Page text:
Quotations About / On: TRAVEL

  • 31.
    Americans are rather like bad Bulgarian wine: they don't travel well.
    (Bernard Falk (1943-1990), British broadcaster, author. Quoted in Observer (London, April 27, 1986).)
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  • 32.
    The travel writer seeks the world we have lost—the lost valleys of the imagination.
    (Alexander Cockburn (b. 1941), Anglo-Irish journalist. repr. in Corruptions of Empire, pt. 1 (1988). "Bwana Vistas," Harper's (New York, Aug. 1985).)
  • 33.
    Travel is glamorous only in retrospect.
    (Paul Theroux (b. 1941), U.S. novelist, travel writer. quoted in Observer (London, Oct. 7, 1979).)
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  • 34.
    Evil counsel travels fast.
    (Sophocles (497-406/5 B.C.), Greek tragedian. Fragments, l. 714.)
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  • 35.
    A man may travel fast enough and earn his living on the road.
    (Henry David Thoreau (1817-1862), U.S. philosopher, author, naturalist. A Week on the Concord and Merrimack Rivers (1849), in The Writings of Henry David Thoreau, vol. 1, p. 324, Houghton Mifflin (1906).)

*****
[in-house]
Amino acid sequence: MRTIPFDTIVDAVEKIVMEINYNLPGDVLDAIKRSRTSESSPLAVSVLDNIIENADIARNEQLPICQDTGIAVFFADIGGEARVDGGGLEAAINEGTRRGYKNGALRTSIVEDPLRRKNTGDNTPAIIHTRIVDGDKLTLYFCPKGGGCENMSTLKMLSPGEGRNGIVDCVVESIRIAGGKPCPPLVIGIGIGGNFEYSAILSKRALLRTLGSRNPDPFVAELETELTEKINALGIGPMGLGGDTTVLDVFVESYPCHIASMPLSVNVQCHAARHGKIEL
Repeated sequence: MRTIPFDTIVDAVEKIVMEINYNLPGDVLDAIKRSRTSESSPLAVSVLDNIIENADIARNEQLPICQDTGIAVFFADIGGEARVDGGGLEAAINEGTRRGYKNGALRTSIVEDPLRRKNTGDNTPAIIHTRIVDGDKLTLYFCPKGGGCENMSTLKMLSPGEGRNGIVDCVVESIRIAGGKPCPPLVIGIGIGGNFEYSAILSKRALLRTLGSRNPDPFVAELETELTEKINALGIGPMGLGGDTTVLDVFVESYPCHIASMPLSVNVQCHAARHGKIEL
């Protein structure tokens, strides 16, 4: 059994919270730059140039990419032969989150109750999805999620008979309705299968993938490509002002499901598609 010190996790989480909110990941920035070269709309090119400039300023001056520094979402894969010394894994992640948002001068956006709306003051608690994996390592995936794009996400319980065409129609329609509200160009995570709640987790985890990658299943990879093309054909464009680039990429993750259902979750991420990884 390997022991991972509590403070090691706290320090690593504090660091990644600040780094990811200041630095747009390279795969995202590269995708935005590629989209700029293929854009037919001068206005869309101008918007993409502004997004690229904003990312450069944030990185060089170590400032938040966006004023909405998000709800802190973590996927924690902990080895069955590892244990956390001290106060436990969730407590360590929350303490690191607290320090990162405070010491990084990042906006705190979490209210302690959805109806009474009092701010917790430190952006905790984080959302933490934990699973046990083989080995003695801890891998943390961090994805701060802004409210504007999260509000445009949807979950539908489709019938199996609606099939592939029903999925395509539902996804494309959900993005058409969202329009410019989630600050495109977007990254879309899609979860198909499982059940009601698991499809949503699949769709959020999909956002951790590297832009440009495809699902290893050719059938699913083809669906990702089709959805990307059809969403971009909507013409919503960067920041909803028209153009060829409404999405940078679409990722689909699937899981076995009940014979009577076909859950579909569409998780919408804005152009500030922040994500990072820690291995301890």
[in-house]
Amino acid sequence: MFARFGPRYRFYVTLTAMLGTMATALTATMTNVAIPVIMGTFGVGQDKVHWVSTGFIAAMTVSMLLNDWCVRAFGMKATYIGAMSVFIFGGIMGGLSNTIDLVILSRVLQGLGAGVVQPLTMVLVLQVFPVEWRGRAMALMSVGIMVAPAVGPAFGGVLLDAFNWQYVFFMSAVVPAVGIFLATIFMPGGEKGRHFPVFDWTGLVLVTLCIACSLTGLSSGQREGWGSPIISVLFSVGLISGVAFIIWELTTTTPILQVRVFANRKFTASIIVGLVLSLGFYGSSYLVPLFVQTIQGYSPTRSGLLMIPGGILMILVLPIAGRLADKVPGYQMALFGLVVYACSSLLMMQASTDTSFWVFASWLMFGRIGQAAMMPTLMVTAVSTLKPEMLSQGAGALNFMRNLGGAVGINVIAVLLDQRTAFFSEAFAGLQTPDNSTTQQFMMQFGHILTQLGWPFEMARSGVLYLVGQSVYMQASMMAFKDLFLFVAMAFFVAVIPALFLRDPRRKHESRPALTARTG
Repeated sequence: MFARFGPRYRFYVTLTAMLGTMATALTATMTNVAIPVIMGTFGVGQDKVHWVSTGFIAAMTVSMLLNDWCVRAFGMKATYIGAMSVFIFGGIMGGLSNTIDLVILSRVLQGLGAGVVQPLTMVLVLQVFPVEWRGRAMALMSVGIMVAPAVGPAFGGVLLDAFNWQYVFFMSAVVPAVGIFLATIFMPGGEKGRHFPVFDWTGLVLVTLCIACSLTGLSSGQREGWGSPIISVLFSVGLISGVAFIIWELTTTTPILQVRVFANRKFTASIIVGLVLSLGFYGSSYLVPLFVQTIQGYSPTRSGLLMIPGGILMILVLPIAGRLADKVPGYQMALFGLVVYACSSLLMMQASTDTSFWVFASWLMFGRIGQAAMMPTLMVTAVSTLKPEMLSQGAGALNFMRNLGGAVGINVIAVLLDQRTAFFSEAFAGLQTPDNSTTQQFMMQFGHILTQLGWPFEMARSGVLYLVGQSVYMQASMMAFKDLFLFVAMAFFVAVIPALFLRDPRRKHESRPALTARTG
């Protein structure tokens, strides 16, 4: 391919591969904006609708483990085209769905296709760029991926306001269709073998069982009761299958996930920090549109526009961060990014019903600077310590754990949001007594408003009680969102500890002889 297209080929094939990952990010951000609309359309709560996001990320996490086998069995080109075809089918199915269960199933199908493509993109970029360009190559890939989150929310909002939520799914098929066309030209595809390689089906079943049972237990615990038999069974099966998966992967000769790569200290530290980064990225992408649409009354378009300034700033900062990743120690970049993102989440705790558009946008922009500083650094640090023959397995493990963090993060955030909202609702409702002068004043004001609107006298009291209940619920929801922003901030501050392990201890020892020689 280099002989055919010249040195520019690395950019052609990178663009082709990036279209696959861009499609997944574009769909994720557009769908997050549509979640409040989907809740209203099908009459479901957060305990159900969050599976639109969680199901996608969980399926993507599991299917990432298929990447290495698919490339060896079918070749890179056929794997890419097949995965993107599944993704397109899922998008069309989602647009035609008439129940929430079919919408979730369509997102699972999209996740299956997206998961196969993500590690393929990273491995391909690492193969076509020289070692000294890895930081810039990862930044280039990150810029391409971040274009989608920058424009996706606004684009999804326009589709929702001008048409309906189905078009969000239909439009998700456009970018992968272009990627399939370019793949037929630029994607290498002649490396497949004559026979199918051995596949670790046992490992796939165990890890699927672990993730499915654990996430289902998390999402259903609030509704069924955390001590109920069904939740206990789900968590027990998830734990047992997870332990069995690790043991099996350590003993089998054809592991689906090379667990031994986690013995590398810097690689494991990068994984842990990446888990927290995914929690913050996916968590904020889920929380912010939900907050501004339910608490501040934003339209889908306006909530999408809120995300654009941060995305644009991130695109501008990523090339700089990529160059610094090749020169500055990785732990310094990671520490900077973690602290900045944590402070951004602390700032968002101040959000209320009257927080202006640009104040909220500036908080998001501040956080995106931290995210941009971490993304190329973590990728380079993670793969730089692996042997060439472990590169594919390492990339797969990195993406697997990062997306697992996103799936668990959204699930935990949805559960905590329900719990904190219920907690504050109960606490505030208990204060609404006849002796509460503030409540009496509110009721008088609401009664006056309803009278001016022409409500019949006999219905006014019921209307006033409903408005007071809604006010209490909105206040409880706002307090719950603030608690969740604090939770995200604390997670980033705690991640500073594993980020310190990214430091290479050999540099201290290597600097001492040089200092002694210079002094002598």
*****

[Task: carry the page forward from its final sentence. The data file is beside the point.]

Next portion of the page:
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  • 36.
    A man of travel, that hath seen the world.
    (William Shakespeare (1564-1616), British dramatist, poet. Armado, in Love's Labor's Lost, act 5, sc. 1, l. 107-8. Making the claim for himself.)
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  • 37.
    Time travels in divers paces with divers persons.
    (William Shakespeare (1564-1616), British dramatist, poet. Rosalind, in As You Like It, act 3, sc. 2, l. 308-9. Time passes at different speeds according to the person.)
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  • 38.
    My soul travels on the smell of perfume like the souls of other men on music.
    (Charles Baudelaire (1821-1867), French poet, critic. Little Poems in Prose (Paris Spleen), "A Hemisphere in a Head of Hair," (1857).)
    More quotations from: Charles Baudelaire, music
  • 39.
    To travel hopefully is a better thing than to arrive.
    (Robert Louis Stevenson (1850-1894), Scottish novelist, essayist, poet. Virginibus Puerisque, "El Dorado," (1881).)
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  • 40.
    It is doubtful whether anyone who has travelled widely has found anywhere in the world regions more ugly than in the human face.
    (Friedrich Nietzsche (1844-1900), German philosopher, classical scholar, critic of culture. Friedrich Nietzsche, Sämtliche Werke: Kritische Studienausgabe, vol. 2, p. 244, eds. Giorgio Colli and Mazzino Montinari, Berlin, de Gruyter (1980). Human, All-Too-Human, "Man in Society," aphorism 320, "Ugliest," (1878).)
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